Tips for Coping with Panic Attacks
Even if you know what triggers your panic attacks, try not to avoid the situation completely. Often we fear the unknown and by running away, the trigger itself can become larger than life and all-consuming.
Try to remember that you are not expected to rid yourself of panic attacks overnight. While it’s very easy for onlookers to simply say “Don’t panic, just relax and it will pass,” for the person suffering from panic attacks, it is extremely hard to imagine the attack being over. Taking small steps (that you feel you can cope with) and very gradually increasing the demands on yourself can help facilitate a smooth transition back to a panic-free life.
If you are experiencing stress, whether in your relationships or at work, try and work on ways to improve or change the stressful circumstances – stress is a major precipitant of Panic Attacks. Take steps to change the things that can be changed and learn stress management techniques.
Make sure that you eat regular wholesome meals, have sufficient sleep and also exercise regularly – all important in the management of Panic Attacks.
Avoid stimulants such as caffeine and CNS depressants, especially alcohol.
While Having a Panic Attack:
- Try not to let your mind get the better of you by running away with negative thoughts of death, disaster or fainting. Try to focus on the thought that the “this too shall pass.” Try saying this out loud – remember if you can talk, it means you are still breathing!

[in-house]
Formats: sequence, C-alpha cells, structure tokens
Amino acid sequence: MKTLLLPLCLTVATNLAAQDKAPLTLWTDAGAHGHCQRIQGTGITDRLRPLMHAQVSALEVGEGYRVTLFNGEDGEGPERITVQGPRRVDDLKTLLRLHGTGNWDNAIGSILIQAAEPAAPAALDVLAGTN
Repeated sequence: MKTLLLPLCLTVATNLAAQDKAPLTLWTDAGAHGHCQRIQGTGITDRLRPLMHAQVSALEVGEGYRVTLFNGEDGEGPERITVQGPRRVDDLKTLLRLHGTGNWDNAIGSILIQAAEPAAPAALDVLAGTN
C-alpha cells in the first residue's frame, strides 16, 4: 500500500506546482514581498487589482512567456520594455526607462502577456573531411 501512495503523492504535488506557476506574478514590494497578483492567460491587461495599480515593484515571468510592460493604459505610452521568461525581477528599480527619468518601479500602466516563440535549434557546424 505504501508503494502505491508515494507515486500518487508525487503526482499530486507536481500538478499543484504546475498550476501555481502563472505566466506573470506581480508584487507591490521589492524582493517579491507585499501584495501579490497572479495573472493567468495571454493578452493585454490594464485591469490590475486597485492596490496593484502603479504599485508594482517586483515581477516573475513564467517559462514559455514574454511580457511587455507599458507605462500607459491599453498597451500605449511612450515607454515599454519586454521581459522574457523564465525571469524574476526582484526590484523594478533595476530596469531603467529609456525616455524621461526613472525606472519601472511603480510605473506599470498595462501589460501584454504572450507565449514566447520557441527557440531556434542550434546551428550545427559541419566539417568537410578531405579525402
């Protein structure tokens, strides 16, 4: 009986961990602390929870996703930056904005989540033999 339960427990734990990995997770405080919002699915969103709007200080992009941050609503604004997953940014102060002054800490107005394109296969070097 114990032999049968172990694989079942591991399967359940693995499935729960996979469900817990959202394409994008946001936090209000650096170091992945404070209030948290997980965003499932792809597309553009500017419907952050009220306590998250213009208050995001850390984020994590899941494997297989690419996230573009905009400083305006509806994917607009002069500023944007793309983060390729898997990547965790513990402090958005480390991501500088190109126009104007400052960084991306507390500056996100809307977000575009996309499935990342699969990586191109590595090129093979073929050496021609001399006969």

- Slow down your breathing by closing your eyes, taking SLOW deep breaths and blowing each breath out through pursed lips. By keeping your hand on your stomach you will become more aware of your breathing.
- Don’t concentrate too hard on the symptoms as this will only increase your anxiety. Try to simply ‘let go’ of the need to stop the attack and rather try to ride it out – getting yourself ‘through’ the worst of it until it passes.
- Keep in mind there is no actual danger in having a panic attack. Reassure yourself that the fear of harm is only sustaining the attack and allowing it to last longer than necessary!
For more information, see our article:
Anxiety, Panic Disorder, Phobias, and Obsessive Compulsive Disorder (OCD)